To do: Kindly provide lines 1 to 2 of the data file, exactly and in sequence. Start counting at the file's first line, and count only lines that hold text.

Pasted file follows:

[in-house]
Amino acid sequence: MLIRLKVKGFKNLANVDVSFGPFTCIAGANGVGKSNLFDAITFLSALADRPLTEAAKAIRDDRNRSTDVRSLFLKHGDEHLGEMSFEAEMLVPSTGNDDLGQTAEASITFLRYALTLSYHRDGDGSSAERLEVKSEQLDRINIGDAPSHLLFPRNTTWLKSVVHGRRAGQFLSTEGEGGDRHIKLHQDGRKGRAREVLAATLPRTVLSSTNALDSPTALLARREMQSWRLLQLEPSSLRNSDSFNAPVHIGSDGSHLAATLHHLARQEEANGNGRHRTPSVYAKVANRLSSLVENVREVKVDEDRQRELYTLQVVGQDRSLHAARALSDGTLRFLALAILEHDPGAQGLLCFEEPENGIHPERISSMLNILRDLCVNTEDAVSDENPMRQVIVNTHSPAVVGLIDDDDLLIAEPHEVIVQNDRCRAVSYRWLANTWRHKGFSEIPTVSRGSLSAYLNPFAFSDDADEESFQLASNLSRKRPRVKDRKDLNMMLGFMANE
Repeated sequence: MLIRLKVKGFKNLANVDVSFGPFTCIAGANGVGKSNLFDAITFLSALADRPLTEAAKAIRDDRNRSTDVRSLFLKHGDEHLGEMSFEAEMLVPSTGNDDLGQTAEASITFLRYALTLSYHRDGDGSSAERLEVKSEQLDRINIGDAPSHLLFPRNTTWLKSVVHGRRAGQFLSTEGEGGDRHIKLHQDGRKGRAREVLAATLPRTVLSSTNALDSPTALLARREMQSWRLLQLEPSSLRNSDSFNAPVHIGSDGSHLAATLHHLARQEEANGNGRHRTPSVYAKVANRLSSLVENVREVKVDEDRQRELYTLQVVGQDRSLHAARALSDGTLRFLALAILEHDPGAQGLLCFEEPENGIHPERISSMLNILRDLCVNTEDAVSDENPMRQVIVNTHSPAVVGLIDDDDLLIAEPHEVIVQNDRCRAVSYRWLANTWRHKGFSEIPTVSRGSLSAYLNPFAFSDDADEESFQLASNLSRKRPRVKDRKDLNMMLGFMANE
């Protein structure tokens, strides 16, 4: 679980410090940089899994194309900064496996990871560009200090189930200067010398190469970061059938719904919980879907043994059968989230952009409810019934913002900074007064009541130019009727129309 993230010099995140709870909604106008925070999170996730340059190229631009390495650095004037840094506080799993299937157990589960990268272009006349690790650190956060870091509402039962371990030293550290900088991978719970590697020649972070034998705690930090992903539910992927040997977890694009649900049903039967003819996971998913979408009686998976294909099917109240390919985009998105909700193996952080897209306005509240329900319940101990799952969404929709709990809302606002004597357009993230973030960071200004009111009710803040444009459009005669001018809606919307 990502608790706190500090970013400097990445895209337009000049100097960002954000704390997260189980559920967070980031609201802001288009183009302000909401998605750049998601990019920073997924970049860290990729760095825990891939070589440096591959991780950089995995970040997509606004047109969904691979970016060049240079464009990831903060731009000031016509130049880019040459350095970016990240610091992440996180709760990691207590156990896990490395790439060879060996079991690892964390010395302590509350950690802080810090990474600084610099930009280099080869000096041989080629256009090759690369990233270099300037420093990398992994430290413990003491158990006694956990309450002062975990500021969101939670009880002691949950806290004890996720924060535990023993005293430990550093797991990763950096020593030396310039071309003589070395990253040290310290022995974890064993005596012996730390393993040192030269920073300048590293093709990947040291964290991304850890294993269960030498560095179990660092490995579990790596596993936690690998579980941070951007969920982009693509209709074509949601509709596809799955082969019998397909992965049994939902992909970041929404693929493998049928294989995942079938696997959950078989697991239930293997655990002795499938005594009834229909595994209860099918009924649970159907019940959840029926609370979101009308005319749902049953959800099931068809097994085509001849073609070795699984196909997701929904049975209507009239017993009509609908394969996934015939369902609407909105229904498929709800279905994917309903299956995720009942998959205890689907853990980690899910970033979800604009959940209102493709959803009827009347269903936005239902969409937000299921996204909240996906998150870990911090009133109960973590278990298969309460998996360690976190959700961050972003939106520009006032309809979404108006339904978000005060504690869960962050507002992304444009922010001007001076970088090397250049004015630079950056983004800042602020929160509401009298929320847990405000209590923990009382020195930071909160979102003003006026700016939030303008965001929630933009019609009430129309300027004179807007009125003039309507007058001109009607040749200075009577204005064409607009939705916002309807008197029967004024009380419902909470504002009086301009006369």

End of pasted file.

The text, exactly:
[in-house]
Amino acid sequence: MLIRLKVKGFKNLANVDVSFGPFTCIAGANGVGKSNLFDAITFLSALADRPLTEAAKAIRDDRNRSTDVRSLFLKHGDEHLGEMSFEAEMLVPSTGNDDLGQTAEASITFLRYALTLSYHRDGDGSSAERLEVKSEQLDRINIGDAPSHLLFPRNTTWLKSVVHGRRAGQFLSTEGEGGDRHIKLHQDGRKGRAREVLAATLPRTVLSSTNALDSPTALLARREMQSWRLLQLEPSSLRNSDSFNAPVHIGSDGSHLAATLHHLARQEEANGNGRHRTPSVYAKVANRLSSLVENVREVKVDEDRQRELYTLQVVGQDRSLHAARALSDGTLRFLALAILEHDPGAQGLLCFEEPENGIHPERISSMLNILRDLCVNTEDAVSDENPMRQVIVNTHSPAVVGLIDDDDLLIAEPHEVIVQNDRCRAVSYRWLANTWRHKGFSEIPTVSRGSLSAYLNPFAFSDDADEESFQLASNLSRKRPRVKDRKDLNMMLGFMANE